****Download your Free copy the 7 Core Elements of Retirement Planning Guide Here; http://moneyevolution.com/7-core-elements-retirement-planning-guide/ Are you planning to retire in the next 5 years and want to feel more confident that you will be able to live the retirement lifestyle that you want? Your retirement lifestyle will be based on how well you optimize what I call the 7 Core Elements of Retirement Planning. On my new free video I will breakdown each of the 7 core elements and show you... ****How saving money for retirement in the wrong account could cost you unnecessary taxes. ****The key factors you need to consider when deciding when to begin collecting Social Security, and how to coordinate your benefits with your spouse. ****Why healthcare costs may be one of the most overlooked or underestimated retirement expense, and, how to plan for healthcare expenses before and after Medicare. ****Easy to follow worksheets to help you estimate how much your retirement could actually cost, and, how to determine how close you may be to reaching your dream retirement. Plus, as a bonus you can also download my latest guide with worksheets and more detailed discussion on each of the 7 core elements.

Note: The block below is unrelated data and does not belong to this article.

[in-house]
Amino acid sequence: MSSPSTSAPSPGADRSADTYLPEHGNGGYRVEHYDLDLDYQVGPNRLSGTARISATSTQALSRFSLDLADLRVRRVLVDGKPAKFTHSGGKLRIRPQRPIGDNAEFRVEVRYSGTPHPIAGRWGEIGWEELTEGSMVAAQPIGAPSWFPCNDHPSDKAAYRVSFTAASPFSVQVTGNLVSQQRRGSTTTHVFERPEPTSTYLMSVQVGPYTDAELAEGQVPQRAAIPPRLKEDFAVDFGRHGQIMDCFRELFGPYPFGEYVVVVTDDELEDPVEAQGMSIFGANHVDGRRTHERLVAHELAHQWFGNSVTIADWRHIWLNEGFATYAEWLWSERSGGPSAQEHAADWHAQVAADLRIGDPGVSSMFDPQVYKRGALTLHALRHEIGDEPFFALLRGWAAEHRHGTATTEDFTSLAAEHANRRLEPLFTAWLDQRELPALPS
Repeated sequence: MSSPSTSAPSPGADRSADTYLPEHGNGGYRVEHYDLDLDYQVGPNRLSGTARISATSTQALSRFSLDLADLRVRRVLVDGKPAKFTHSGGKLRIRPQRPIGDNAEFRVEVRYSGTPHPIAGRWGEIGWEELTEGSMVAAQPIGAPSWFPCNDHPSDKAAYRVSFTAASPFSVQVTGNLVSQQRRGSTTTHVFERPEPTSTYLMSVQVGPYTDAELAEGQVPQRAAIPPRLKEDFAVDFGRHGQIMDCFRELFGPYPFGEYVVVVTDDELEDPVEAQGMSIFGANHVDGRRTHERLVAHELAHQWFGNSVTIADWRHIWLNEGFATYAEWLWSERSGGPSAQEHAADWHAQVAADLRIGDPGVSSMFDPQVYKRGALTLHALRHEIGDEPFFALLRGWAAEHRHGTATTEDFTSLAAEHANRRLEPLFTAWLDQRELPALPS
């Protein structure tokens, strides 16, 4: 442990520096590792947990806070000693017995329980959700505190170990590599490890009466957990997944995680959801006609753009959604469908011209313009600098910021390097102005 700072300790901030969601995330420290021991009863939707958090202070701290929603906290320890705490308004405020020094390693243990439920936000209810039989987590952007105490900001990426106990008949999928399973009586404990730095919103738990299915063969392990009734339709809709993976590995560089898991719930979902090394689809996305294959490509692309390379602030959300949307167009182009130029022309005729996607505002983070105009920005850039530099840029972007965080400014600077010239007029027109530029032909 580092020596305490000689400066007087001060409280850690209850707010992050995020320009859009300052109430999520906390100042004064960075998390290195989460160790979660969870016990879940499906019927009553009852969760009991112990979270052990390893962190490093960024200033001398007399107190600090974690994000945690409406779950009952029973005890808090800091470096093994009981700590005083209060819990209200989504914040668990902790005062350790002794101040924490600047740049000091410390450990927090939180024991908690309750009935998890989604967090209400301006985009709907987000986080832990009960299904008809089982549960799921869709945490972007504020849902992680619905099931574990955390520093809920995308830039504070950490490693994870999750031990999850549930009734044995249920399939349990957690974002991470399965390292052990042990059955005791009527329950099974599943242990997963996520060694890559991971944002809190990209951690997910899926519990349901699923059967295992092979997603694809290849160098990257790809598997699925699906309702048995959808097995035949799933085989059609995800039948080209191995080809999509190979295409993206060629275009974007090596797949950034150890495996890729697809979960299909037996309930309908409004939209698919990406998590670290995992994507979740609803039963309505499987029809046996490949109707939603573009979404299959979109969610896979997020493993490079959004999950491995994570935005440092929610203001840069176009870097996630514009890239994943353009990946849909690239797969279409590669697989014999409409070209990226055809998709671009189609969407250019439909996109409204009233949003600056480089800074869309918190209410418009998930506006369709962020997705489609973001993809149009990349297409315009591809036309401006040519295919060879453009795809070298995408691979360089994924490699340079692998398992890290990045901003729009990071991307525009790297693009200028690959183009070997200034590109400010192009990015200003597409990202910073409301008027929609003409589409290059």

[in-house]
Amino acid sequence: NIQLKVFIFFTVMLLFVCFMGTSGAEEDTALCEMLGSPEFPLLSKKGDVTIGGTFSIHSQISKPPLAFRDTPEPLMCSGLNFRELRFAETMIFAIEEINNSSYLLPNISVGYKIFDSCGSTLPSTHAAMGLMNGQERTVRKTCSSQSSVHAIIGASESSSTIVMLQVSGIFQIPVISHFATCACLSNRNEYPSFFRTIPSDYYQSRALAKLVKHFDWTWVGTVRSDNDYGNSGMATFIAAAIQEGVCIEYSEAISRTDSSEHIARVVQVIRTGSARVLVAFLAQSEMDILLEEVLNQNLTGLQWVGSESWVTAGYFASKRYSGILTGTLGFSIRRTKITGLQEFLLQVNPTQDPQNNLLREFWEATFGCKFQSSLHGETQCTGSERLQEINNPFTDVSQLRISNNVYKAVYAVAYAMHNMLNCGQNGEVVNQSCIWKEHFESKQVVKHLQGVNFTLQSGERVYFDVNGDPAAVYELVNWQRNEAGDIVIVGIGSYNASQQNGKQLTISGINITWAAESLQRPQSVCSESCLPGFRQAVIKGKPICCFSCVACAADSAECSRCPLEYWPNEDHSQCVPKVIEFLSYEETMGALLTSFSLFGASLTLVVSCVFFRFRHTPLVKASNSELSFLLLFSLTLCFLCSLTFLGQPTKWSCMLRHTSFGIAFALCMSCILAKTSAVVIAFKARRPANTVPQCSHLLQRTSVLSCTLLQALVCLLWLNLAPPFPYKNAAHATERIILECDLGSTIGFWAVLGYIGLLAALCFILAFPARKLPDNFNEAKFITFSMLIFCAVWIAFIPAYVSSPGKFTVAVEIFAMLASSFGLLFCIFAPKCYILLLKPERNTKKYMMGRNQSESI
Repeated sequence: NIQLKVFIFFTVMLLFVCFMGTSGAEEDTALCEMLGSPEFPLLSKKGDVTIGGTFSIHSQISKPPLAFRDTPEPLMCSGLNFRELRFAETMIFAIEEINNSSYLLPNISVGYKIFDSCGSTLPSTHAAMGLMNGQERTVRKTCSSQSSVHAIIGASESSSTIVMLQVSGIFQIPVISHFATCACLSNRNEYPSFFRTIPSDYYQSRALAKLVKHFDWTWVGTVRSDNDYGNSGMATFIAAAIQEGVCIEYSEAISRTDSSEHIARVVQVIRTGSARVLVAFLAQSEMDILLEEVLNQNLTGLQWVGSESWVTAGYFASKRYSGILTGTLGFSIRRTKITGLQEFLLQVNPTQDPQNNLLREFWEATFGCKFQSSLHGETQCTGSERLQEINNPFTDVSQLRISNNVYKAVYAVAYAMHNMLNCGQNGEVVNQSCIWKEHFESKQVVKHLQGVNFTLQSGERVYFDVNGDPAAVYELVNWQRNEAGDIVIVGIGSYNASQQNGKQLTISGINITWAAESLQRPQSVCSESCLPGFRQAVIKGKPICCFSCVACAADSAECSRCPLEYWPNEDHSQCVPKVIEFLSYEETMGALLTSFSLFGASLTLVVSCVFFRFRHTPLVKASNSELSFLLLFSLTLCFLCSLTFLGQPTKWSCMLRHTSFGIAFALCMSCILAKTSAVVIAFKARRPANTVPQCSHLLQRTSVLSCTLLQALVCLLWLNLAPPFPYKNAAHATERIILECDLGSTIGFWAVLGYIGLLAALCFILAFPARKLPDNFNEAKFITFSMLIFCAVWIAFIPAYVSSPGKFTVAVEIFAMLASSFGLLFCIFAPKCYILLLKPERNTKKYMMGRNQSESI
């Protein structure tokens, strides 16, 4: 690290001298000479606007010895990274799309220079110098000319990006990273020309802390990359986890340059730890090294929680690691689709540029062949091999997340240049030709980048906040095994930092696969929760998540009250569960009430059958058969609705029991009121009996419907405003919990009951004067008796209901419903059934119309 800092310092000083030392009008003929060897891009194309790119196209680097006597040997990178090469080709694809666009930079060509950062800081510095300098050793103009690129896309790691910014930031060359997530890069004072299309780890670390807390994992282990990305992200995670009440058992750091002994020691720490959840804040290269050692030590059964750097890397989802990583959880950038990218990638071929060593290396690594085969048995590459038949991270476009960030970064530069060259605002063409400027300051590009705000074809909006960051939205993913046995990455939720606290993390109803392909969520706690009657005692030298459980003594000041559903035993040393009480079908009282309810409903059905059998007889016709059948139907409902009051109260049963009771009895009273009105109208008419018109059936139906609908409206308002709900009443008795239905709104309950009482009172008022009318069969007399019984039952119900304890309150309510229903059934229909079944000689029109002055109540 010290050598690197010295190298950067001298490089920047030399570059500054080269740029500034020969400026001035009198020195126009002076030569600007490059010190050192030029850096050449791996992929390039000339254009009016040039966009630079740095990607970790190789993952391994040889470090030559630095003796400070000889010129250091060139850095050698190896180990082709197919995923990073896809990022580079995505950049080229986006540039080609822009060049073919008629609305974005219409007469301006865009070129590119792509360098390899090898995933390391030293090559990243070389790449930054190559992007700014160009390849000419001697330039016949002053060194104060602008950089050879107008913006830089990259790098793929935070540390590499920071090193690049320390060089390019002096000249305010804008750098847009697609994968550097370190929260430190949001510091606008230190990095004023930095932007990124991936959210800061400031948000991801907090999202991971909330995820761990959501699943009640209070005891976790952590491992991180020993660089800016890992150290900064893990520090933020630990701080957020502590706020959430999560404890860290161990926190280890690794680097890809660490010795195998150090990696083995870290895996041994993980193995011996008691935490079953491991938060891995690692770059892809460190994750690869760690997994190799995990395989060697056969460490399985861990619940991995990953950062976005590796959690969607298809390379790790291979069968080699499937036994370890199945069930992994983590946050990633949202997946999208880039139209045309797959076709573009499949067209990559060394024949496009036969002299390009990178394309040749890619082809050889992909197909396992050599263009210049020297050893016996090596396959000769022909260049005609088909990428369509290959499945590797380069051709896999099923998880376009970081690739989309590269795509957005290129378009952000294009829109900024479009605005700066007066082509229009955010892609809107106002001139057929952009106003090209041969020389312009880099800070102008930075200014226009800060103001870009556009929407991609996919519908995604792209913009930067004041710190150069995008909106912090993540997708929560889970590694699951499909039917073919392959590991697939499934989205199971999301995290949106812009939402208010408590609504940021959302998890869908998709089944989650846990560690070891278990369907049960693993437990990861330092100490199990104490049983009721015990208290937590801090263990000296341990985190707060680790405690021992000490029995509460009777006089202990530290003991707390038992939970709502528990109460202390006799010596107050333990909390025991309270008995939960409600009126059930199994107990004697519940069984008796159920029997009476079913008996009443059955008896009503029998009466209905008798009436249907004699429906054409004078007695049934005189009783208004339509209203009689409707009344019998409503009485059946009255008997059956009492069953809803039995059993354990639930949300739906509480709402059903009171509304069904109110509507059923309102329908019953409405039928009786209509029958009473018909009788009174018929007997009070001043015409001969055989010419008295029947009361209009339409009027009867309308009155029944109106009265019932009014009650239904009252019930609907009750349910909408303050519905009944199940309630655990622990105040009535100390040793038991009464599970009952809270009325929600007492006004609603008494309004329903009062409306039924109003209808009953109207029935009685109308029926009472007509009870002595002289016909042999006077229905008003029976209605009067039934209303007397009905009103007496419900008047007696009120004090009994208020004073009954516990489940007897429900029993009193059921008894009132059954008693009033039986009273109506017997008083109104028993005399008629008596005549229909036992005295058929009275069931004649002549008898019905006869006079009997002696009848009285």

This episode is dedicated to a very important topic: Retirement. Maike Currie reveals why compound interest can be the most powerful force when building a pension pot, while Ed Monk explains how a workplace pension works. Tom Stevenson looks at why equity income is a great building block for those planning to draw an income from their pension. Finally, as part of our Mind the Gap series we look at women and their pension pots, explaining how to plug any gaps in your pension savings. http://ow.ly/vrfh30hyLmU